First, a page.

The View from the Top
Procurement Trends, Source-to-Pay
Originally published in OpusCapita Journal.
To see the whole picture, you have to step out of the silo and find a better watchtower. Redefining purchase-to-pay into an integrated, automated and digital process, from sourcing to paying, expands horizons for corporate CFOs and CPOs, both of whom are reaching for overall control and compliance.
In the digitalized, networked economy, more and more industries and corporations find themselves in the middle of a changed competitive field. The game is no longer played and won between company A and company B, but rather the success of a company is based on the performance of its network of supply chains or its entire business ecosystem.
“The interconnections between the buyers and the vendors in the supply chain have become pivotal. Corporations are looking to strengthen the relationships and create new forms of cooperation and value. They are reaching for overall control and compliance. This is where the view provided by the traditional process from purchase to payment falls short,” says Stephan Albers, Head of Buyer-Supplier Ecosystem Products at OpusCapita.
“There is a great need to see the whole picture, and to cover the whole process chain from sourcing to paying: all the way from managing the first request for quotations (RFQ) to the point where the cash related to the trade has been managed and the working capital of both parties during the process has been optimized. This will allow the efficient collaboration and transparency that is now needed with all the trading partners.”
Albers joined OpusCapita from jCatalog, a German company specializing in procurement and product information management that he co-founded at the turn of the millennium. In 15 years jCatalog grew into a distinguished software solution provider and an expert in purchasing and sales in an international arena. The company became part of OpusCapita in 2016.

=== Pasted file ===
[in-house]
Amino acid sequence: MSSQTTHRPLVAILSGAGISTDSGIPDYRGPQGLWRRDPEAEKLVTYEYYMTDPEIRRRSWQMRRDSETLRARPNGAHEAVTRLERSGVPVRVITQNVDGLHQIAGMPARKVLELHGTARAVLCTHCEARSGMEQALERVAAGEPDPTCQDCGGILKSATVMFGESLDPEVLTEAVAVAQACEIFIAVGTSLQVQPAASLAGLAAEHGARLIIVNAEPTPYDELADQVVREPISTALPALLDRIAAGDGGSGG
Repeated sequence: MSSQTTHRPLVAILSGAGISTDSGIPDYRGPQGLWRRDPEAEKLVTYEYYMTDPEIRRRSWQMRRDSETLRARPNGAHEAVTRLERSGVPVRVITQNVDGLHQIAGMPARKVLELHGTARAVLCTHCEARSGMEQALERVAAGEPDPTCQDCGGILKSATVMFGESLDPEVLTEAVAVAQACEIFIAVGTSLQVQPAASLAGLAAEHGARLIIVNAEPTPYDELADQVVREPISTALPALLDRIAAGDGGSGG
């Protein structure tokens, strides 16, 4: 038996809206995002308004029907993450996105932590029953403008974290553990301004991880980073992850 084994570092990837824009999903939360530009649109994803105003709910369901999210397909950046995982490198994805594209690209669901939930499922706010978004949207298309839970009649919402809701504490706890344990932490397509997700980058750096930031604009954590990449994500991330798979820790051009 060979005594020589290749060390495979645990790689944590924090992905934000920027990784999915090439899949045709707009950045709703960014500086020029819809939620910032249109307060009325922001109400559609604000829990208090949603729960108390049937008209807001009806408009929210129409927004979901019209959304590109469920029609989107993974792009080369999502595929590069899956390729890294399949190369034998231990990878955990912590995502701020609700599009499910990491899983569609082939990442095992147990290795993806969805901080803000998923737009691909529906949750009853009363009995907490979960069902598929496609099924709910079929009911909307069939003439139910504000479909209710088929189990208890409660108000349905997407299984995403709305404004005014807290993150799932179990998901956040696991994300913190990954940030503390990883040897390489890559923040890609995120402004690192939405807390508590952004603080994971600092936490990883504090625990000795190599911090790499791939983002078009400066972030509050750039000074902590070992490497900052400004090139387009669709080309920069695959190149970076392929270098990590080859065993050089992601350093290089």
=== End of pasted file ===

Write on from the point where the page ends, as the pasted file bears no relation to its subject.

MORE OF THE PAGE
As Albers points out, every time someone buys something, someone else is selling something – the purchasing process is, in fact, also a sales process. The process from invoice to payment obviously deals with both the vendor’s O2C and buyer’s P2P processes. Seeing the whole picture requires an understanding of all sides of the corporate trade.
“The OpusCapita of today is in a unique position to cater to corporate selling, buying and paying. This closes the loop or completes the ecosystem. As products are sold more efficiently, with the help of high-quality and electronic product information management (PIM), for instance, the buying process is improved, and the digital experience for the buyer is ensured from the very first steps.”
Breaking down the silos of procurement and finance function is not a new goal for executives of either function. Still, according to Albers, it is easy to end up sub-optimizing either part of the process, even if the CFO and the CPO have sat down around the same table to develop the P2P chain.
“The mutual benefits are easier to spot in an integrated approach. With purchases made from catalogs, CFOs can achieve a high matching rate of purchase invoices and a high level of automation in accounts payable (AP). The joint platform for exchanging all the data and messages, whether it is purchase orders, goods received notes, reclamation confirmations, or invoices and reconciliation data on payments, gives both sides of the C-level a company-wide view and the needed control and compliance, in real-time.”